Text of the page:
How can I prevent flu during pregnancy?
Get the flu vaccine whether you are pregnant or trying to become pregnant. According to the CDC, pregnant women have a higher risk of developing complications from the flu and other diseases.
You’re less likely to become sick when you get the flu shot. Often, a mild case of influenza isn’t harmful to you or the baby. However, severe cases can harm the baby and affect the viability of your pregnancy.
Are you wondering where you can get a flu shot? Your healthcare provider may give them in the office, or you can contact a nearby health clinic. Flu shots are available by injection or via a nasal spray.
The flu shot contains dead flu viruses, so you can’t get the illness from the vaccine. However, pregnant women shouldn’t get the nasal spray vaccine due to a lack of testing and studies on possible side effects. That said, you can hang around with vaccinated friends and family members.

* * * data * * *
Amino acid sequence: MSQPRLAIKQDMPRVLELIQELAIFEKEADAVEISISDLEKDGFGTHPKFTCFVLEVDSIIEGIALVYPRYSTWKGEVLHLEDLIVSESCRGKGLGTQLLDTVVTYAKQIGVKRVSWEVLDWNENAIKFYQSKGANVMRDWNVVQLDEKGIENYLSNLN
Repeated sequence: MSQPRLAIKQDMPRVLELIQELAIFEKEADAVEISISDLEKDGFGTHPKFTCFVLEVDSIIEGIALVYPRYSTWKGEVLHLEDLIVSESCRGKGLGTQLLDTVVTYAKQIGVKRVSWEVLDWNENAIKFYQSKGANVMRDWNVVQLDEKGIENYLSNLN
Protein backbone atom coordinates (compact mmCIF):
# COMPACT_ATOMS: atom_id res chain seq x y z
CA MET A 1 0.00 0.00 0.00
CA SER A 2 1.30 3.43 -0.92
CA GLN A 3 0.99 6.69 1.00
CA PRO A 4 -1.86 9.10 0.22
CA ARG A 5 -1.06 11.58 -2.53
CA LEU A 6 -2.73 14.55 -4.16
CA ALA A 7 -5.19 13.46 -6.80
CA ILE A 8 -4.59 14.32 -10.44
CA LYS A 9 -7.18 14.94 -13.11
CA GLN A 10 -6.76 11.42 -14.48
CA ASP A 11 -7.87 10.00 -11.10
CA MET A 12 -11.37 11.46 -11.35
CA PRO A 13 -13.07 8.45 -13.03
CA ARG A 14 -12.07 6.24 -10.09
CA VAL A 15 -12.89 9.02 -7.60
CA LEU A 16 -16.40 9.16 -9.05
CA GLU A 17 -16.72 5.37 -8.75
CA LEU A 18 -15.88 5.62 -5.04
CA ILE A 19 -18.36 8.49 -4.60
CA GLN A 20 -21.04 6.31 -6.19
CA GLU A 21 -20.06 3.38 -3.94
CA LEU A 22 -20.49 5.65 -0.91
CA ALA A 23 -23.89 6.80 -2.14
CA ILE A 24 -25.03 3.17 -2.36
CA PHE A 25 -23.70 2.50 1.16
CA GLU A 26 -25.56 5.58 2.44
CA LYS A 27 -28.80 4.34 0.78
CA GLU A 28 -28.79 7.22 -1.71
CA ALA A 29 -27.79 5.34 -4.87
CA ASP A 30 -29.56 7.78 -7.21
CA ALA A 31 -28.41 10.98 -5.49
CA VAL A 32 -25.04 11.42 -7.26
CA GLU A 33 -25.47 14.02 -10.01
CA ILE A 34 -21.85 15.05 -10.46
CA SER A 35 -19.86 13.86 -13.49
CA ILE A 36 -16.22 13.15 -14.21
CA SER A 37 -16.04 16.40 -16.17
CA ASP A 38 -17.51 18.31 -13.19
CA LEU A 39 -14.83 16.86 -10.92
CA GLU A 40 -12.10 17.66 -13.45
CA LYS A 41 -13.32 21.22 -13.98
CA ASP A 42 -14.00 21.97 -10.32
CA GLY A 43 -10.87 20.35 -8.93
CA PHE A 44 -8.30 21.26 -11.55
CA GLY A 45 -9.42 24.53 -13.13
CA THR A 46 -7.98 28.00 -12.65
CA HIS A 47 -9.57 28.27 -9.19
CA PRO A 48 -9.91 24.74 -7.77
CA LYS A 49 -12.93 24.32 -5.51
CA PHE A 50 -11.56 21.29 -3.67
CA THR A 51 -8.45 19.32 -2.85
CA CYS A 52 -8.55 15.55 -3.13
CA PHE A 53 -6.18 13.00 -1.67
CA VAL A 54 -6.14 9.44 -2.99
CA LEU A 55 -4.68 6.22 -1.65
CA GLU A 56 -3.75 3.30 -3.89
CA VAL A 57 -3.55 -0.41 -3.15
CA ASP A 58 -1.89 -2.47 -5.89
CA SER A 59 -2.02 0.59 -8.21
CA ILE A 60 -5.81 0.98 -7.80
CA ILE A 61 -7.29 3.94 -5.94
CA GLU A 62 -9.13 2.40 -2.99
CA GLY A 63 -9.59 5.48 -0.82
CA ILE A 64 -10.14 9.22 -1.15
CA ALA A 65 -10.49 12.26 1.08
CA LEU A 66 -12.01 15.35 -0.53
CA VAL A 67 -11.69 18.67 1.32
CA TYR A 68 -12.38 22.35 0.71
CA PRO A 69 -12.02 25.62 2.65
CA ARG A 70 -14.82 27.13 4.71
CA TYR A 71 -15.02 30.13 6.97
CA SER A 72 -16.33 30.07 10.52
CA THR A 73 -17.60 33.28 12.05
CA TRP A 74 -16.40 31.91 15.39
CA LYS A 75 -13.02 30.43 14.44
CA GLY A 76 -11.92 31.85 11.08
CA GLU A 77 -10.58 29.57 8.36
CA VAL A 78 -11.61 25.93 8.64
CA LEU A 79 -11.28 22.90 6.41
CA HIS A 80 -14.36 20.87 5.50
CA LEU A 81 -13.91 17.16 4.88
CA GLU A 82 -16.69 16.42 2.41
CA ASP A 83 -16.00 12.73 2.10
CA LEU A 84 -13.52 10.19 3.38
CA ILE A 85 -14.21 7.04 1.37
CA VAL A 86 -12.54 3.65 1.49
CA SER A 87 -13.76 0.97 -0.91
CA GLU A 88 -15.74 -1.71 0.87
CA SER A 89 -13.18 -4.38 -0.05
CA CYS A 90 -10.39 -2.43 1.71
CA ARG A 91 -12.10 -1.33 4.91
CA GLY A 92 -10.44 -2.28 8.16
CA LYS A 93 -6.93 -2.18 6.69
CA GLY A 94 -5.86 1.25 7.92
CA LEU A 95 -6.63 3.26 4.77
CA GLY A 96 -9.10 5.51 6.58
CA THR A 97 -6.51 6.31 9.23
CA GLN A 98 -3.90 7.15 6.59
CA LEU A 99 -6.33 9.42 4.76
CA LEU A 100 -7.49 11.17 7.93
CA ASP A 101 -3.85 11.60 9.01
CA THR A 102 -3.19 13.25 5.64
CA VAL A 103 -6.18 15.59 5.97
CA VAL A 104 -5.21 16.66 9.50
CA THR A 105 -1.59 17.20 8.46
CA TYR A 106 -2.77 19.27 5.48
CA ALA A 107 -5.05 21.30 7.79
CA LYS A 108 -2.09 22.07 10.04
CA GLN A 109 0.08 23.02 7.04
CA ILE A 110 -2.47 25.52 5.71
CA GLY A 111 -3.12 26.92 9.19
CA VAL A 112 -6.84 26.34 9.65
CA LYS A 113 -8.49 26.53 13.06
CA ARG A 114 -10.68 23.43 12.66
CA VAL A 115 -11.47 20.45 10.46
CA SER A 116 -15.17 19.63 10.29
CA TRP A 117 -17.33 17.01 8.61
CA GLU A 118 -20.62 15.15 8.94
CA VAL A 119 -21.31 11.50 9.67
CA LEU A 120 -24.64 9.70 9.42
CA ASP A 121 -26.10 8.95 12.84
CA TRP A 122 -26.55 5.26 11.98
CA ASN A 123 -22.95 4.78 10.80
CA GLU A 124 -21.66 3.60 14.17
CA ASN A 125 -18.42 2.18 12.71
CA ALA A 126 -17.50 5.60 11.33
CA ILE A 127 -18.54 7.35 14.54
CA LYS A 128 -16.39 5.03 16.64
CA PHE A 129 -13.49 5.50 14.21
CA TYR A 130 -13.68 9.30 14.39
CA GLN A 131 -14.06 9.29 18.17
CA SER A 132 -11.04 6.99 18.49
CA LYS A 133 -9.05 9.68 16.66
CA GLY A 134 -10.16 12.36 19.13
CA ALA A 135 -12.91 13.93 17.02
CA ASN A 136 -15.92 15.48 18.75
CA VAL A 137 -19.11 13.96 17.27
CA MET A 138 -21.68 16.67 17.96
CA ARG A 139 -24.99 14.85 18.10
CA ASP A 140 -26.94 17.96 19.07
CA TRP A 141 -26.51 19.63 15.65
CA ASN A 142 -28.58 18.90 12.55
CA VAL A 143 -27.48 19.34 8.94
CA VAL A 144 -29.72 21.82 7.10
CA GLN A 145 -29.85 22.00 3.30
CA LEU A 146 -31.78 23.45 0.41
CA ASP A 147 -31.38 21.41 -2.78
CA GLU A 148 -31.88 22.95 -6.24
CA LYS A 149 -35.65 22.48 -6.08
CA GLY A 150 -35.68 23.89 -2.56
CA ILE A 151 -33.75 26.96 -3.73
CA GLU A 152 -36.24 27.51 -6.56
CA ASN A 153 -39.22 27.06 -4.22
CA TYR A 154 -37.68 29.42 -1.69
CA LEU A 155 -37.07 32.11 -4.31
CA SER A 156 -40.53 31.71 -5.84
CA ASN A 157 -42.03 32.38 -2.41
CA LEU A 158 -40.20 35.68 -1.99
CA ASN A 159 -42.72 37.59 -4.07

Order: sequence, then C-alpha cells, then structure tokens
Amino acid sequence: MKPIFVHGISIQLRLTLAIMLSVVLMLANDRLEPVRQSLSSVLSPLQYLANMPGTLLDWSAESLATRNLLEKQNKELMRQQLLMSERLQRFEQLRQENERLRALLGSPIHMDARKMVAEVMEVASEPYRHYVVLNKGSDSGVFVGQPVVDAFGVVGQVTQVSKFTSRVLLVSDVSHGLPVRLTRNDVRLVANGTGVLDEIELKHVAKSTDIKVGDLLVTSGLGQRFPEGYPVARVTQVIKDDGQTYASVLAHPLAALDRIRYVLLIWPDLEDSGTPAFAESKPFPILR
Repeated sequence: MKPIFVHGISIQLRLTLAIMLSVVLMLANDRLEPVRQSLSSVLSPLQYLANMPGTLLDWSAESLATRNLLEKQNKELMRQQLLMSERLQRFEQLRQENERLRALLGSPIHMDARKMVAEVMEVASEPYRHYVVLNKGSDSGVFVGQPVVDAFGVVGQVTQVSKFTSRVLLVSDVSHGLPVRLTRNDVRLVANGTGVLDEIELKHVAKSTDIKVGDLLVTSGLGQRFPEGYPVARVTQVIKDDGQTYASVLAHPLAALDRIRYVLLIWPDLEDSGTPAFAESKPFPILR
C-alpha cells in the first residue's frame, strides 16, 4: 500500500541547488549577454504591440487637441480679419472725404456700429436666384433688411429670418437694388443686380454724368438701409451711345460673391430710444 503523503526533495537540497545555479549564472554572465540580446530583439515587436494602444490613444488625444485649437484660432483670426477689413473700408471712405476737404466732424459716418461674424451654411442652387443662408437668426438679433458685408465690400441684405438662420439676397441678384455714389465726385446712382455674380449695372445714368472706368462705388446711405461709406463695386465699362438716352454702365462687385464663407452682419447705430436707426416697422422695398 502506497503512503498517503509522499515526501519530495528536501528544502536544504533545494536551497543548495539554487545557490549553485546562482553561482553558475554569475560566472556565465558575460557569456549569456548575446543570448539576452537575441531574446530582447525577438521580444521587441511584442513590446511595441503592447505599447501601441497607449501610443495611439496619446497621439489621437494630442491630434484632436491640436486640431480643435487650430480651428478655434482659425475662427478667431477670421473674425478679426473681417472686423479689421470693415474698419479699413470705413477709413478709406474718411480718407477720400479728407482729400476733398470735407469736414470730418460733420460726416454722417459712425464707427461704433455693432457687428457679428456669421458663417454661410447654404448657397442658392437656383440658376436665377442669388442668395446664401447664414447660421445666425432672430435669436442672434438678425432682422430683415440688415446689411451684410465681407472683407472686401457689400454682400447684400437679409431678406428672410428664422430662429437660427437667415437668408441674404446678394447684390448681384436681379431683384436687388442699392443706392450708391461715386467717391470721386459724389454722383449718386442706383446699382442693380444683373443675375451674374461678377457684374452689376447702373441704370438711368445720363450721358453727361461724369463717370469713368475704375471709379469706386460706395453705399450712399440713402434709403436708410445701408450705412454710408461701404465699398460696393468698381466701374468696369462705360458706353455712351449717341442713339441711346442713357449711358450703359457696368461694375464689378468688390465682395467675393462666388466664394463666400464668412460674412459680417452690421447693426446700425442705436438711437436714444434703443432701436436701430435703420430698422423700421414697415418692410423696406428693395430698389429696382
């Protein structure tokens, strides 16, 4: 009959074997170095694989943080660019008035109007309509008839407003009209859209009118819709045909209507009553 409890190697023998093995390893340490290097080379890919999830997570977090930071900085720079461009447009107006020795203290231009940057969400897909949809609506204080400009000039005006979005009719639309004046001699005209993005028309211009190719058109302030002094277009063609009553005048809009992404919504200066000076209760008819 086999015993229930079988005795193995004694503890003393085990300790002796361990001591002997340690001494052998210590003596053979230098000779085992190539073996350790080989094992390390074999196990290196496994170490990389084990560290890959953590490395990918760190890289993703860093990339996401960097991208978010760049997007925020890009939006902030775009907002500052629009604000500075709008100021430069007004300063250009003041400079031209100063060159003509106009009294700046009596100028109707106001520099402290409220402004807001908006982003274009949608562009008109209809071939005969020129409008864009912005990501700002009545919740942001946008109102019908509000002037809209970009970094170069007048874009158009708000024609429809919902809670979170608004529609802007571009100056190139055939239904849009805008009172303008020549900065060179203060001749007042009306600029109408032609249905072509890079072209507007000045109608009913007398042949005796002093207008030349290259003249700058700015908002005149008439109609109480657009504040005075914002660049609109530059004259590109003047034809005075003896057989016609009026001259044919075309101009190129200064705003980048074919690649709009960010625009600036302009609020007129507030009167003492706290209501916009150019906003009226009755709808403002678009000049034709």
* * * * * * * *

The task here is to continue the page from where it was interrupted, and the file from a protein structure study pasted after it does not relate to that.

Is the flu shot safe while pregnant?
Absolutely, so get your flu shot while pregnant. Millions of women have taken the flu shot while carrying a child. Following pregnancy, you can get the shot or nasal spray types of vaccines. During pregnancy, you can receive the shot during any trimester.
Will a flu shot during pregnancy hurt your baby?
No. Typically, the flu vaccine can only help your pregnancy. This is because the shot has antibodies you pass to your baby via the placenta. If you breastfeed, you can also pass the antibodies to your child. However, you should avoid the nasal spray vaccine while pregnant.
Can I get the flu shot if I’m going through fertility treatments?
Yes. In fact, a flu shot can help prevent delays during the fertility cycle. But conversely, catching the flu can delay your fertility treatments. So far, no one has found a negative correlation between getting the flu shot and receiving fertility treatments.
A severe flu infection may cause early labor or a miscarriage. It may also cause you to develop a lung infection or even death. On the other hand, a flu vaccine can prevent a pregnant woman from getting the disease or cause the illness to be less severe.